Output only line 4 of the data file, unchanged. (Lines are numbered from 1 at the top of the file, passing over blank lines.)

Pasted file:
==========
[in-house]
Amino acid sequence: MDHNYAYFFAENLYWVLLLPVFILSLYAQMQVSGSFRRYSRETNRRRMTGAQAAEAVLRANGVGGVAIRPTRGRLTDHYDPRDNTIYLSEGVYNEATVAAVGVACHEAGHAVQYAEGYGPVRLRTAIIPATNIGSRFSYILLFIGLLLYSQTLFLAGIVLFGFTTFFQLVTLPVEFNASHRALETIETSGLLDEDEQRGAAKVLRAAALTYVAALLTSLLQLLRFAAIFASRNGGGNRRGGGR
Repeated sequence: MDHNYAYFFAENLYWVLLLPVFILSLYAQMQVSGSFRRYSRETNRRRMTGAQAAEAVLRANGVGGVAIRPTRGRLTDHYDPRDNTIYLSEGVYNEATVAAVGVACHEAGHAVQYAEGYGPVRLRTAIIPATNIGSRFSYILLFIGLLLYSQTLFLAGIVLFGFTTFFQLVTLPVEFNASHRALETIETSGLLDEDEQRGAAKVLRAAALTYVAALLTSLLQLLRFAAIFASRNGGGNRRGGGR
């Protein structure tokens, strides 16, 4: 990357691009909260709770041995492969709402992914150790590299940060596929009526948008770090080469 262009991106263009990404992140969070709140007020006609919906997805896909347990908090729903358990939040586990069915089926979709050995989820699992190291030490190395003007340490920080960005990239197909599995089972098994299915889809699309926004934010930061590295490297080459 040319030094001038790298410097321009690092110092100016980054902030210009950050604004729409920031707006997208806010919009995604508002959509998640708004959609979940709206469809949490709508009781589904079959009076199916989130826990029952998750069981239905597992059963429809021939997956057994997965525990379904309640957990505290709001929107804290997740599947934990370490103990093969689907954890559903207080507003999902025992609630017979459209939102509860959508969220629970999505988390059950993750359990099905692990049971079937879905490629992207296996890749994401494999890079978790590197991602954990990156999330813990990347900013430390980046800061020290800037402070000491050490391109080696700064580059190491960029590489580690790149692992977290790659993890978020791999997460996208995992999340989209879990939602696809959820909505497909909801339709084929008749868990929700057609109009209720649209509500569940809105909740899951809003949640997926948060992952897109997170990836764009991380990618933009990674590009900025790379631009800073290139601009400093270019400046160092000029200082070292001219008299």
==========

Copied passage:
């Protein structure tokens, strides 16, 4: 990357691009909260709770041995492969709402992914150790590299940060596929009526948008770090080469 262009991106263009990404992140969070709140007020006609919906997805896909347990908090729903358990939040586990069915089926979709050995989820699992190291030490190395003007340490920080960005990239197909599995089972098994299915889809699309926004934010930061590295490297080459 040319030094001038790298410097321009690092110092100016980054902030210009950050604004729409920031707006997208806010919009995604508002959509998640708004959609979940709206469809949490709508009781589904079959009076199916989130826990029952998750069981239905597992059963429809021939997956057994997965525990379904309640957990505290709001929107804290997740599947934990370490103990093969689907954890559903207080507003999902025992609630017979459209939102509860959508969220629970999505988390059950993750359990099905692990049971079937879905490629992207296996890749994401494999890079978790590197991602954990990156999330813990990347900013430390980046800061020290800037402070000491050490391109080696700064580059190491960029590489580690790149692992977290790659993890978020791999997460996208995992999340989209879990939602696809959820909505497909909801339709084929008749868990929700057609109009209720649209509500569940809105909740899951809003949640997926948060992952897109997170990836764009991380990618933009990674590009900025790379631009800073290139601009400093270019400046160092000029200082070292001219008299």